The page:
How and why conventional implicatures project


  • Noortje Joost Venhuizen University of Groningen
  • Johan Bos University of Groningen
  • Petra Hendriks University of Groningen
  • Harm Brouwer Saarland University



Conventional Implicatures (CIs; in the sense of Potts 2005) are part of a larger class of projection phenomena. These phenomena also include presuppositions and anaphora, and can described as content that is not at-issue (cf. Simons, Tonhauser, Beaver & Roberts 2010). Despite the shared property of projection, CIs differ from other projection phenomena with respect to the information status of their contribution. Presuppositions, for instance, refer to established, or old information, whereas CIs contribute novel information to the discourse, like at-issue content. Here, we propose a unidimensional analysis of CIs and at-issue content, which highlights the similarity in projection behaviour of CIs, presuppositions, and anaphora. This analysis treats CIs as 'piggybacking' on their anchor; they introduce an anaphoric dependency on the interpretation site of their anchor, while at the same time requiring their anchor to refer to a specific referent in the discourse context. CIs are thus elaborations on the description of the referent referred to by their anchor. This analysis of CIs is formalized in Projective Discourse Representation Theory (PDRT; Venhuizen, Bos & Brouwer 2013), a representational framework in which the property of projection is accounted for by explicitly distinguishing between the introduction and interpretation site of semantic content. Our formal analysis explains the interpretational differences between CIs, presuppositions, anaphora, and at-issue content, without stipulating a fundamental distinction between them.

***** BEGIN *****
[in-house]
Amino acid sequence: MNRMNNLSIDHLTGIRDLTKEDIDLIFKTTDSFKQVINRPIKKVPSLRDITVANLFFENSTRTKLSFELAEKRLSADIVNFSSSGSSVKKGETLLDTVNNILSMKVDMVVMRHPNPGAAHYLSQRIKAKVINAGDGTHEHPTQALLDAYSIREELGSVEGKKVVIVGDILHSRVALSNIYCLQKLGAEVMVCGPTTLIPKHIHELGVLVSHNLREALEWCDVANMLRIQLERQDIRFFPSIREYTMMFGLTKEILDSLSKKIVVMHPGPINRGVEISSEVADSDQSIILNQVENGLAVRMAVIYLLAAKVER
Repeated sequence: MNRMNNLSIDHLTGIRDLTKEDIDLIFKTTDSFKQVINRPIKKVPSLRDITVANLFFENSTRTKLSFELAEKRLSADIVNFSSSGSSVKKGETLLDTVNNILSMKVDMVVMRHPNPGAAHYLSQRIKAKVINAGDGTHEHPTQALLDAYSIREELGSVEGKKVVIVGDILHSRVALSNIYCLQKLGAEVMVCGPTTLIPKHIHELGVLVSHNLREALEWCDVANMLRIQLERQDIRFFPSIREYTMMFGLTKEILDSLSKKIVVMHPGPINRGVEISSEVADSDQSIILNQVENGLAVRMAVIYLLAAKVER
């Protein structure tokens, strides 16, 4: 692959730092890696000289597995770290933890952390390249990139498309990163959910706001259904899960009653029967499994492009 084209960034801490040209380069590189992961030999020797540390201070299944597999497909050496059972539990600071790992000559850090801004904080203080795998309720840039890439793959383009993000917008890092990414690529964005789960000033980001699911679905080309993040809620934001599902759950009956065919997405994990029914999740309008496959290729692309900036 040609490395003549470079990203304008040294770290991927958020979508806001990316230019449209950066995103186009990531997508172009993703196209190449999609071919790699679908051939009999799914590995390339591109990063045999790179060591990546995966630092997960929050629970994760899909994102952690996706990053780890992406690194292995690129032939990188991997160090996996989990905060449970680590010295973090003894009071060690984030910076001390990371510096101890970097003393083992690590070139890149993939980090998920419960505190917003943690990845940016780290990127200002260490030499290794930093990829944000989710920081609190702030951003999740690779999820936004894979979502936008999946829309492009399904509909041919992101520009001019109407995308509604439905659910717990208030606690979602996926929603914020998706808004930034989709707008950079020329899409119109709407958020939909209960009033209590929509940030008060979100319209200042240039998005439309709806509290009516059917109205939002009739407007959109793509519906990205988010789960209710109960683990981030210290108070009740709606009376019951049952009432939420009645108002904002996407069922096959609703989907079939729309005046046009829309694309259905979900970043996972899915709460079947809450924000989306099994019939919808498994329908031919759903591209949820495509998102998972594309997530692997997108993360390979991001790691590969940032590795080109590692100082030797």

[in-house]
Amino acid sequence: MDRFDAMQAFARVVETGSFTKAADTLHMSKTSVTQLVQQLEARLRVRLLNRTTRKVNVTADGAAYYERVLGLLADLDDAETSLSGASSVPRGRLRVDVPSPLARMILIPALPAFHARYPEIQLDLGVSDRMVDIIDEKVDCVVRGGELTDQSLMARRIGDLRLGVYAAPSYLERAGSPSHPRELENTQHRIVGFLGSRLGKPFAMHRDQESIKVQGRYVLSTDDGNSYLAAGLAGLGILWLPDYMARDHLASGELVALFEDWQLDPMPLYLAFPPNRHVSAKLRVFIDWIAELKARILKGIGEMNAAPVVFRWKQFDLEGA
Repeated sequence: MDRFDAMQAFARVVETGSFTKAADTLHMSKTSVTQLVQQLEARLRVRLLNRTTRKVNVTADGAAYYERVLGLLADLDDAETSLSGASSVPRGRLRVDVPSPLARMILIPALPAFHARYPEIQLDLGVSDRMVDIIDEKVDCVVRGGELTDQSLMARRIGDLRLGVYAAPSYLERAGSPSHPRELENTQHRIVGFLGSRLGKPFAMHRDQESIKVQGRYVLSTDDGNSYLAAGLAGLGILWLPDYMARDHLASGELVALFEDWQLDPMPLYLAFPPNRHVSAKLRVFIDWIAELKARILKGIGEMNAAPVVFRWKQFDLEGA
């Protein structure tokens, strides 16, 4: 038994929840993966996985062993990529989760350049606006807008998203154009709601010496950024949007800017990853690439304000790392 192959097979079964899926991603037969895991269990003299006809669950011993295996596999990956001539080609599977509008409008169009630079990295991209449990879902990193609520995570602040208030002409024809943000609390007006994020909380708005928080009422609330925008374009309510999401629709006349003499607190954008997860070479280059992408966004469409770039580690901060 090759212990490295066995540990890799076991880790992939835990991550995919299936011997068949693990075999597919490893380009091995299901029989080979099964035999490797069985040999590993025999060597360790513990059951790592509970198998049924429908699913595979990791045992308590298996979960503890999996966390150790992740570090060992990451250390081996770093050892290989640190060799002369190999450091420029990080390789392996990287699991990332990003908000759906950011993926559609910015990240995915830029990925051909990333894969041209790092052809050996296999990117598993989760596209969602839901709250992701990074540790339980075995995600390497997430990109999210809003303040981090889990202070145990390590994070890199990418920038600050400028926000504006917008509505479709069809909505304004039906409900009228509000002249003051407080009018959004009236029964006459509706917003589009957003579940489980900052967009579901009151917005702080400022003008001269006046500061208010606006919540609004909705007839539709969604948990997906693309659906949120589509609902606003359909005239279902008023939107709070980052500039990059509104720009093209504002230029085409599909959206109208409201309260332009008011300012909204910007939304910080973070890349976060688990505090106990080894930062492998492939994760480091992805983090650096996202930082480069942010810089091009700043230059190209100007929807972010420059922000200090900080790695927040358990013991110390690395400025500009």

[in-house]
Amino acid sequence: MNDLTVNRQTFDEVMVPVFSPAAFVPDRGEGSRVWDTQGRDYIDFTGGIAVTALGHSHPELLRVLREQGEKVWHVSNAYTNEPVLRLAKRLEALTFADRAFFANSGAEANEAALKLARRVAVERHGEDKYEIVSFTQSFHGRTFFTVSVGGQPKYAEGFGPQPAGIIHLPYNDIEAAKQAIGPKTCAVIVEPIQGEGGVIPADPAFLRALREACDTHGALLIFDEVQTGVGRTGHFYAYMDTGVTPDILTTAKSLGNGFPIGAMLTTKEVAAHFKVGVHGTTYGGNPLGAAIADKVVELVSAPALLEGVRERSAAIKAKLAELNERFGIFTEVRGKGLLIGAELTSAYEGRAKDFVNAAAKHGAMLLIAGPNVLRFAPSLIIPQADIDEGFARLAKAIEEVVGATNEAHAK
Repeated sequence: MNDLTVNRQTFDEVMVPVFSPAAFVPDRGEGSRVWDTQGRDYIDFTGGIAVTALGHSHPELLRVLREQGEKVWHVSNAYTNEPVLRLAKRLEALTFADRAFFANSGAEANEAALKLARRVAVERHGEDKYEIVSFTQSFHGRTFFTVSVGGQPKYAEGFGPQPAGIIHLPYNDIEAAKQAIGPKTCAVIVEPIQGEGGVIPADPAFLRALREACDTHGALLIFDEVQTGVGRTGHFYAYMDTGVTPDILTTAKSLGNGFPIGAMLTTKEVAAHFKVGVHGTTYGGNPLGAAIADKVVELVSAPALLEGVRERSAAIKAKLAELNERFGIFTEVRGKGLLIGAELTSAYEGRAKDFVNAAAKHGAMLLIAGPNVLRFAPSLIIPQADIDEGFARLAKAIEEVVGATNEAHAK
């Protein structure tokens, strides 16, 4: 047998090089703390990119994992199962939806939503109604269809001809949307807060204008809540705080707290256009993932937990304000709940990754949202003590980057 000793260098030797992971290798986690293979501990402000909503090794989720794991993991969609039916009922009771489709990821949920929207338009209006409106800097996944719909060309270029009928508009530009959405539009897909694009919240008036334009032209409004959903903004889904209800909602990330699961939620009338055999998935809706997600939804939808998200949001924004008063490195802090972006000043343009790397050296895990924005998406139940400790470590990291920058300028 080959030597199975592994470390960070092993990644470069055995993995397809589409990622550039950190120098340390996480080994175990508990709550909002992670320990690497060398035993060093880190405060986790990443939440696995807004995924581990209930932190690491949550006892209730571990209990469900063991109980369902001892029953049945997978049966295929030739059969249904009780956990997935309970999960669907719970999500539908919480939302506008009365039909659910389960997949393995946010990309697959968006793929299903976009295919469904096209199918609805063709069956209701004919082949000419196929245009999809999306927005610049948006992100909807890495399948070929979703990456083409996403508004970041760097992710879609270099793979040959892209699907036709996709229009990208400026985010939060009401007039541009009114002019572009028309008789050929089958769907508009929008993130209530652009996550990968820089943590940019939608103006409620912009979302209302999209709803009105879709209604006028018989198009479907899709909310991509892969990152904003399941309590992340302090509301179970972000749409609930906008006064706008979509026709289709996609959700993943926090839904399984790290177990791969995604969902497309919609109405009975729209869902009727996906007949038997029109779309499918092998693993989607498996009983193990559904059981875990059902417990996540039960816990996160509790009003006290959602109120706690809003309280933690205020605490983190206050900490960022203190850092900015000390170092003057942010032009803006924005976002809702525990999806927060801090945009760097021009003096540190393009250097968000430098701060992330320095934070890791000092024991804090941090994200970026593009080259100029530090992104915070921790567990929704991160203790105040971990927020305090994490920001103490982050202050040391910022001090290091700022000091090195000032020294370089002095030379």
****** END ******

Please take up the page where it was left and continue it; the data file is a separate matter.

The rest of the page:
Author Biographies

  • Noortje Joost Venhuizen, University of Groningen
    Center for Language and Cognition Groningen (CLCG)
  • Johan Bos, University of Groningen
    Center for Language and Cognition Groningen (CLCG)
  • Petra Hendriks, University of Groningen
    Center for Language and Cognition Groningen (CLCG)
  • Harm Brouwer, Saarland University
    Department of Computational Linguistics and Phonetics